Ask me what I’m reading.
I have this posted on the wall in my reading classroom. I also had it put onto summer reading fun bracelets I handed out to students a couple of years ago. I really do mean it. If you don’t ask, I’m probably going to tell you anyway – after I ask what you are reading.
The idea came to me while doing beginning of the year reading assessments. I often chat with students who are new to our school to help quickly identify kids who might need support that aren’t on my list from the previous year. I always ask students what they are reading. The depth and rapidity of their answer seemed connected to where they fell on the reading development bell curve. Some would provide me an animated retell of their favorite book at home. Some would offer a vague description of what was on the cover because they couldn’t remember the name. There are many many reasons for that disparity in answers, but it sparked an idea that we could be the kind of school where every kid knew the answer to that question.
Being able to articulate a few sentences about whatever you’re reading is a skill I think young readers need. I think the question also presupposes that they are reading something they like. Because of course they are. I was hired by my current district 15 years ago to provide reading intervention in a K-5 school. Little did they (or I) know that 15 years later, I’d be providing intervention, and also running a robust Little Free Library out of half of my room where I connect with readers at recess because my room fronts the playground.
All manner of readers come to my small space during recess. Some just like to see what fun new things I’ve got on my shelves. Some love poring over past yearbooks. I’ve got a regular group of 1st graders who ask for a read aloud any day I can fit it in. Some like to sit in the camping chairs outside my door reading from a rotating collection of books outside my room. Some like to check out the display of what books are due to be released in the coming months. They come to connect about books. We talk not just about what they are reading now, but what they will be reading next.
In short, I’m working to create connections with students about books all day long. I’m not the only source of books on campus. I’m not even the only teacher in the school who reads and talks about the books students are reading. I’m just another avenue of access and engagement for our population of growing readers. Books help connect people. And when I listen to what they are reading, I can connect them with other books they might enjoy.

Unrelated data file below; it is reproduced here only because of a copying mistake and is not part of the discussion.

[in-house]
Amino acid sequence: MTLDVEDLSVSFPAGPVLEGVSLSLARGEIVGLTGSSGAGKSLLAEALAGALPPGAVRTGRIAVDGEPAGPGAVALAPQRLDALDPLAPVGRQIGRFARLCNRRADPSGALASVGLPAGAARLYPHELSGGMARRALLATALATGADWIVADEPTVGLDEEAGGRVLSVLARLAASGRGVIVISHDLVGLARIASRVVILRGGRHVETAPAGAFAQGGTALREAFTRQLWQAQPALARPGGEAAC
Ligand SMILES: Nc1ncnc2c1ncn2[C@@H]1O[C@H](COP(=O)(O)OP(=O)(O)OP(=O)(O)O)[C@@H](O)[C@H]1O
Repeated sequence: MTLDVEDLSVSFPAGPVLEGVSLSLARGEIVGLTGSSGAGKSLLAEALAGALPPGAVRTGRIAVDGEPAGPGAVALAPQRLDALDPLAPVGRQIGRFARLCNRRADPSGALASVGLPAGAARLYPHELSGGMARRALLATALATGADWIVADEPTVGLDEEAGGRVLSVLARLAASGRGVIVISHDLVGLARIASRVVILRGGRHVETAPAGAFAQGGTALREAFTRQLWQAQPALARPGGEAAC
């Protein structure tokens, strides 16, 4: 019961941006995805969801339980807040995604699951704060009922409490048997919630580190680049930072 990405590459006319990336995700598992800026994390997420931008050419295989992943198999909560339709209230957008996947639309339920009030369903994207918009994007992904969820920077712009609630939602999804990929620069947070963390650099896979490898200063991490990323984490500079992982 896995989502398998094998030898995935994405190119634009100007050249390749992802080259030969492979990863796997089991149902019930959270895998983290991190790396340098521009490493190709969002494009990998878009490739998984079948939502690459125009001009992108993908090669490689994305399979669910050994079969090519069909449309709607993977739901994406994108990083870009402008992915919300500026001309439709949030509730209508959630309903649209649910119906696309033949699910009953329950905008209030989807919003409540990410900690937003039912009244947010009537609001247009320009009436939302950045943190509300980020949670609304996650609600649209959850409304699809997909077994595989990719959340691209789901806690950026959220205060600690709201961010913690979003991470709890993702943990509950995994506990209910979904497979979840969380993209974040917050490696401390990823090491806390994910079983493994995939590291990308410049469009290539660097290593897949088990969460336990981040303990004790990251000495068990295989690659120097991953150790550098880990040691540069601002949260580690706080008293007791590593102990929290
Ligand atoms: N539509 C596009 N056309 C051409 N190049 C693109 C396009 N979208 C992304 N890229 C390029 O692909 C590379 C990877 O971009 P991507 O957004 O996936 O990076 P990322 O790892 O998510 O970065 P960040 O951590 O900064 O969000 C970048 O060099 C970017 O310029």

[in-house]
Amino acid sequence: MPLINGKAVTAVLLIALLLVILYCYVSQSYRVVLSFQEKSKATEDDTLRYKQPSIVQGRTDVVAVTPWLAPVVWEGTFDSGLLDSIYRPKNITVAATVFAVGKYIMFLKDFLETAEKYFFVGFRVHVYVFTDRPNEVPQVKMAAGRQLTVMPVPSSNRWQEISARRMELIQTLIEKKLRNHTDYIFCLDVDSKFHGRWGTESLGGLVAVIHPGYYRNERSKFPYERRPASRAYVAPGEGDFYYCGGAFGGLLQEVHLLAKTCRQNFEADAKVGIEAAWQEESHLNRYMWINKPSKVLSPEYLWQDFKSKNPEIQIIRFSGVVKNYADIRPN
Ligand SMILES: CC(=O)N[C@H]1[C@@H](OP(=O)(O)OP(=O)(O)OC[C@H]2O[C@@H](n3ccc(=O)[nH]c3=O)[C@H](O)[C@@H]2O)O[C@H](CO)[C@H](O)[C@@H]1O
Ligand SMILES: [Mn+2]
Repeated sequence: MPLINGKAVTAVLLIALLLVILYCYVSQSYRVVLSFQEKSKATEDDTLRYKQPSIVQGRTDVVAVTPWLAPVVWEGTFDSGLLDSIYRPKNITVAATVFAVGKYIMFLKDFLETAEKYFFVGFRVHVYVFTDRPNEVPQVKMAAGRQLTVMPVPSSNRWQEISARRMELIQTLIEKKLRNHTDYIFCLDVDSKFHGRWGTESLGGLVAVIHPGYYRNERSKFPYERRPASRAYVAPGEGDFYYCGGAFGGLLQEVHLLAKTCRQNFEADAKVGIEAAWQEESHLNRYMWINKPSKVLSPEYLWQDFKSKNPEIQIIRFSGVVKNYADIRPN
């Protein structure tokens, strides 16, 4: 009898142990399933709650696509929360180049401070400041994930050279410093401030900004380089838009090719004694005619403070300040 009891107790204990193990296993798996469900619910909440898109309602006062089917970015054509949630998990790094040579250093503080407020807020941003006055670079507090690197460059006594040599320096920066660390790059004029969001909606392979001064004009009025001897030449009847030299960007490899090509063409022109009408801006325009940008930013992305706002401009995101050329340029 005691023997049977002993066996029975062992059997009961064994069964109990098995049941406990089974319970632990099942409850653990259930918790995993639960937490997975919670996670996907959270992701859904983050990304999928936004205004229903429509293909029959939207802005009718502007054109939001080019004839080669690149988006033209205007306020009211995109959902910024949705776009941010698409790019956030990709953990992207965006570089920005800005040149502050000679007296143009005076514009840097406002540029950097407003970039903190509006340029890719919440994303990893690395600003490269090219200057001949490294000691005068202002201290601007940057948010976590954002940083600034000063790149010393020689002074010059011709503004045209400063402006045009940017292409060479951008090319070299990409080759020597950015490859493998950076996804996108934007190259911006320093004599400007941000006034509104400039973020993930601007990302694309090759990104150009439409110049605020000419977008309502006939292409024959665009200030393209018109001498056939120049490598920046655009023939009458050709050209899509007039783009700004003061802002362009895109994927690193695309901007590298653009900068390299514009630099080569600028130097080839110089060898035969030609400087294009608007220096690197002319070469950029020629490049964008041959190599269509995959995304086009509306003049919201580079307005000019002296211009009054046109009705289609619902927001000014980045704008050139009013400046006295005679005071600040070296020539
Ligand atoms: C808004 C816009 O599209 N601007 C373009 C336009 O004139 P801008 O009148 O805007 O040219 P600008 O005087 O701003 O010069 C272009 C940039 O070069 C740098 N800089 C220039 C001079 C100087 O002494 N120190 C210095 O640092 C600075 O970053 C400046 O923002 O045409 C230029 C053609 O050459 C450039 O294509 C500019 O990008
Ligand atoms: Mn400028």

As an avid childhood reader myself, I have always tried to highlight the fun of reading even when teaching readers who struggled with grade level material. As a reading intervention teacher, I make sure to keep my eye on the prize – not just 8 year olds that read, but 80 year olds that read. How does my work contribute to a lifetime connection with stories? What can I do to increase the likelihood that when I see them around town as high school students they will still have an answer to the question:
What are you reading?
And here are a couple of ideas, if you’re looking for a book.
This is what I’m reading now. On the Come Up by Angie Thomas. If you loved The Hate U Give, you’ll love this one as well. I’m about in the middle, and the complications of life outside of headlines are as tough as ever. Tough questions abound for Bri as she negotiates her own path through Garden Heights.
The Remarkable Journey of Coyote Sunrise by Dan Gemeinhart is a story that will pull you in right away. Coyote and her dad, Rodeo have been on a 5 year road trip aboard their converted school bus, Yager. But Coyote needs to go home for something and Rodeo wants to keep moving forward. Serendipitous connections and wonderful characters.
Stinkbomb and Ketchup-Face and the Badness of Badgers was really amusing to read aloud. Made 1st graders laugh out loud, could be easily enjoyed by readers up to at least 5th grade. Goofy story with lots of wordplay. And it’s a series.
Monkey & Cake: What Is Inside THIS Box? So excited to discover this new series for young readers. It’s my current go-to book for emergent readers who like to laugh and lower grade teachers who love a fun read aloud. Can’t wait to see more of them.